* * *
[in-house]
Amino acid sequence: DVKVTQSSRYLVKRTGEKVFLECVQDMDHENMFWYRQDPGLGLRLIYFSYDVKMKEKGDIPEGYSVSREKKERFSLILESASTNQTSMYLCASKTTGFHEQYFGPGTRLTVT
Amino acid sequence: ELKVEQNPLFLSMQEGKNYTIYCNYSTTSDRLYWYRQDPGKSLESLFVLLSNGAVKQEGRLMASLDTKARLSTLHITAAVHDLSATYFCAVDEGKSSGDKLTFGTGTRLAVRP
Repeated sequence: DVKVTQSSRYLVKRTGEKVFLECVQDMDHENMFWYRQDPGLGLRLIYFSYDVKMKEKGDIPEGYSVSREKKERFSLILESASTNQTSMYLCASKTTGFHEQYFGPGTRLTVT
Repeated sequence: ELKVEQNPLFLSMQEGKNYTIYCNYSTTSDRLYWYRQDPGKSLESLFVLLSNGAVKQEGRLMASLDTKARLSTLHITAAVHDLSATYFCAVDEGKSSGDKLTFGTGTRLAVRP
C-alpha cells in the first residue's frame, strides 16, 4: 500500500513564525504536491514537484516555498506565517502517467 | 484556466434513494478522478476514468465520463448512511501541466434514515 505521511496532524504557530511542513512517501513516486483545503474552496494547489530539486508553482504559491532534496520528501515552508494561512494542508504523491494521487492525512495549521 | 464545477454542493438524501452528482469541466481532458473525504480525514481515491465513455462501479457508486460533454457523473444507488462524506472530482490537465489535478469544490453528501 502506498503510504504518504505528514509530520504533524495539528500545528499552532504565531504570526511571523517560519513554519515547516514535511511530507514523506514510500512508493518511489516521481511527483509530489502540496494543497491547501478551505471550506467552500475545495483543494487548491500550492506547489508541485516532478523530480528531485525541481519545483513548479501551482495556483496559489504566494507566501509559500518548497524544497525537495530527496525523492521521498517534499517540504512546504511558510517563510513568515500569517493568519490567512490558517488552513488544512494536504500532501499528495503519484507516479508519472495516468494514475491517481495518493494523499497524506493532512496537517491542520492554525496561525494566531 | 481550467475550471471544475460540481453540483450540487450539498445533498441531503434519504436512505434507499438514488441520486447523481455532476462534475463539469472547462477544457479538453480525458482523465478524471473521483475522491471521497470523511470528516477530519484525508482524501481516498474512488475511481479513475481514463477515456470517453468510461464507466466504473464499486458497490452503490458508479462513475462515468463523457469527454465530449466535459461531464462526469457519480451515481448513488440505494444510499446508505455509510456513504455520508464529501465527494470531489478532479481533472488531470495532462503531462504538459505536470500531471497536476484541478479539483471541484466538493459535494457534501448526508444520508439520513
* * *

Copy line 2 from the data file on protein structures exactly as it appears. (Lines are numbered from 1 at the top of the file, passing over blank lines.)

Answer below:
Amino acid sequence: DVKVTQSSRYLVKRTGEKVFLECVQDMDHENMFWYRQDPGLGLRLIYFSYDVKMKEKGDIPEGYSVSREKKERFSLILESASTNQTSMYLCASKTTGFHEQYFGPGTRLTVT